Further Out Than You Thought: A Novel
by Michaela Carter
The Century Lounge was warm and red, like a womb. The walls were red, and the curtains — everywhere there were curtains — between the main stage and the backstage, between the private dance booths and the showroom — red velvet curtains. Day and night were a constant gloaming, and always the room smelled of perfume, of sweat, of pussy and cigarettes. The red and lilac lights lining the main stage sent rays through the smoke as the dancers walked the room with their lit cigarettes, as the leaned toward the ears of the men, also smoking, or eating a burger and fries, but watching, all eyes, as the girls, in passing, whispered, ‘Wanna peek, up close, twenty bucks,’ the chiffon and black lace like forgotten wings waving behind them.”
So opens Further Out Than You Thought, Michaela Carter’s debut novel about a twenty-something girl named Gwen who assumes the persona of “Stevie” and dresses up in little girl dresses, ruffled socks, and Mary-Janes, and dances in a strip club in Los Angeles to pay for graduate school. Gwen is a poet who is haunted by her mother’s death in a car accident years before, who has an eating disorder in her past, and who finally ran away from a father who was married to his law practice. Gwen was only going to strip for a year – and she had rules that would prevent her professional life from intruding into her personal life – but here she is, five years later, still taking her clothes off for money, and the hard and fast lines between her onstage and offstage lives have become increasingly blurred. Gwen lives in a cockroach infested apartment with her deadbeat, pothead boyfriend, Leo. Upstairs lives their best friend, “The Count,” a man who is in love with Leo and who is dying of AIDS. Suddenly, Gwen finds herself at a crossroads: she is pregnant with Leo’s baby. For days she agonizes about whether to keep the baby and whether to tell Leo.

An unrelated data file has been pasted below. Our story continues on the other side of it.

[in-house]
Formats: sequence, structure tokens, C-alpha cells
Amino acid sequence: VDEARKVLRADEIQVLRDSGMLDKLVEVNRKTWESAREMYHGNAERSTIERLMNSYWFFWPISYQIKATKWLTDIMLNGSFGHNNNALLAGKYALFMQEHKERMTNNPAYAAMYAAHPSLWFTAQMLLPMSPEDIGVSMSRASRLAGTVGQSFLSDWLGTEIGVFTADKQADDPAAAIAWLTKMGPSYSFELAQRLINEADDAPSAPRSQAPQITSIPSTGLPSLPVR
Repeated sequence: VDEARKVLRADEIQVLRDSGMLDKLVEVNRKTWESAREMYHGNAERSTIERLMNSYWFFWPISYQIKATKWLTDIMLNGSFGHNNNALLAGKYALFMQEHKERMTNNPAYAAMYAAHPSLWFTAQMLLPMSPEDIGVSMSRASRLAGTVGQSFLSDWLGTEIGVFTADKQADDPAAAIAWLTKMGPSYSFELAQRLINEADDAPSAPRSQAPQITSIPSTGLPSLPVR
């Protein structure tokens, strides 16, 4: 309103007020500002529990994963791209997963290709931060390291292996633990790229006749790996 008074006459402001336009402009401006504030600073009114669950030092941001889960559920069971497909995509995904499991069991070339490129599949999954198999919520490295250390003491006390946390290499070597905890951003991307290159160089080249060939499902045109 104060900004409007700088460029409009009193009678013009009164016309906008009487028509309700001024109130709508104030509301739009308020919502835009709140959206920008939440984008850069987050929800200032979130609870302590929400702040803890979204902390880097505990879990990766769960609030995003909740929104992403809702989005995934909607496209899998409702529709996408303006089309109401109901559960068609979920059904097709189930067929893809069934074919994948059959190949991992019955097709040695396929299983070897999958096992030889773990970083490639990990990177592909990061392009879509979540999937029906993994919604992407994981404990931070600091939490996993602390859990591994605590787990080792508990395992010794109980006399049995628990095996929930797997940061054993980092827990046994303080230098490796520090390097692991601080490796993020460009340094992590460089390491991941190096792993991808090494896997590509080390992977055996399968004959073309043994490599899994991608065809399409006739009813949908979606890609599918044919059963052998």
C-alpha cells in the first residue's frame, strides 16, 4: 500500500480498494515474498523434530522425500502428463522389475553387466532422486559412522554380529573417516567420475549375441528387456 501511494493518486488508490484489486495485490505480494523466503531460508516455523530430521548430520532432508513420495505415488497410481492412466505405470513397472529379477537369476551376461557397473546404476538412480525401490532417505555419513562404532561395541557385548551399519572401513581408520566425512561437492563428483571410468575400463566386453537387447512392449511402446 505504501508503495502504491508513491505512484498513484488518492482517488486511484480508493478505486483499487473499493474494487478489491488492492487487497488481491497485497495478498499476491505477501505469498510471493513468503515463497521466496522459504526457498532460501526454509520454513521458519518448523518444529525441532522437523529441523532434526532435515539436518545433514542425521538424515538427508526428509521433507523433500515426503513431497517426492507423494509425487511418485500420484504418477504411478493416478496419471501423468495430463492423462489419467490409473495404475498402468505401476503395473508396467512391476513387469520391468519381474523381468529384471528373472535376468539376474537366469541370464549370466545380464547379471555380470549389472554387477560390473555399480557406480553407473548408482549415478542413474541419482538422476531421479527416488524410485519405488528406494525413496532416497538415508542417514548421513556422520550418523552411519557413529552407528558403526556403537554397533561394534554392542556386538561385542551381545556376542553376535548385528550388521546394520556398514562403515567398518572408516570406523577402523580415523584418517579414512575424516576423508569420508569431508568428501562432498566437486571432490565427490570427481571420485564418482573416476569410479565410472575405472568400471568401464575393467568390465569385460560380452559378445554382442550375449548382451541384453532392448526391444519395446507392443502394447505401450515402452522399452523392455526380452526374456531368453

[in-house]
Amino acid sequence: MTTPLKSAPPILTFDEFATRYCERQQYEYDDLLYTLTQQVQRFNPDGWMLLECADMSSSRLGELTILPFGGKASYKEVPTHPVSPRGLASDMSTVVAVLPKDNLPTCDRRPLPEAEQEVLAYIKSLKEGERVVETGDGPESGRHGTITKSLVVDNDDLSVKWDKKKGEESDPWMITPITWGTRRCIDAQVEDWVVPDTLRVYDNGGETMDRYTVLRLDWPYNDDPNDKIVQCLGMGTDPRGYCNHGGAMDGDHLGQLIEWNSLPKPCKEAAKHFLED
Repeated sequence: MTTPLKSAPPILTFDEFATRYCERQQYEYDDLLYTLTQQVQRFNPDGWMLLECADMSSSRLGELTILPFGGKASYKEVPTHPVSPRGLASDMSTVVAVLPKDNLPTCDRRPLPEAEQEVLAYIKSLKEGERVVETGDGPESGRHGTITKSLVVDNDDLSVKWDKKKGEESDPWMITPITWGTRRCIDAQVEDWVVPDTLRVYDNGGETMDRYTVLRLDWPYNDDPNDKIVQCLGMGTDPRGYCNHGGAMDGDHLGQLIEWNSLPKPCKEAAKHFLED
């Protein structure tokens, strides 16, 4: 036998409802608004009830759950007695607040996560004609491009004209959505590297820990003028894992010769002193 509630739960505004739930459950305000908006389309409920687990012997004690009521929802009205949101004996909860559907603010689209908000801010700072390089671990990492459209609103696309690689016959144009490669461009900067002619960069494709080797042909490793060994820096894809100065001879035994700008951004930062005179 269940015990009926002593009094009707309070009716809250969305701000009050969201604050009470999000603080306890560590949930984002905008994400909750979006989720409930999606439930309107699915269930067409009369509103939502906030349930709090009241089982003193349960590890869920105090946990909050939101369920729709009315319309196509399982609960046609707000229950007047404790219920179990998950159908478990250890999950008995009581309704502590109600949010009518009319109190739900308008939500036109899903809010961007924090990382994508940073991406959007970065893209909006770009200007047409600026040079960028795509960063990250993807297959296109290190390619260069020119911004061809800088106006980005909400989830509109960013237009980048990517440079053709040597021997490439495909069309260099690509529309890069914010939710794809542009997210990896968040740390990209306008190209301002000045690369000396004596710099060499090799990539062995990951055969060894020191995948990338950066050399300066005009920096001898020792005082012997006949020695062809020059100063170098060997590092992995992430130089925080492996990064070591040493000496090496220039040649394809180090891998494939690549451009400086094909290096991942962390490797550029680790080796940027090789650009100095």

Set against the backdrop of the L.A. riots following the Rodney King trial in 1992, the story is a little haunting, a little trippy, and a little erotic. The reader is treated to front row seats to a strip club, and backstage passes, as well as a view into the heart and mind of one particular young woman who has her whole life ahead of her, but is floundering. Does she have what it takes to be a mother? Does she even want to be a mother? Can Leo pull his head out of his ass and learn to be a responsible adult and a father? These are the questions Gwen grapples with.
I was interested in reviewing this book for TLC Book Tours mainly because I’m a Southern California native myself and well remember the Rodney King trial and the L.A. riots. I remember the glowing horizon off in the distance that could be seen from our balcony thirty miles away, the ash floating in the air, and the images on the news of looting and fire and violence.
A well-told story; worth the read.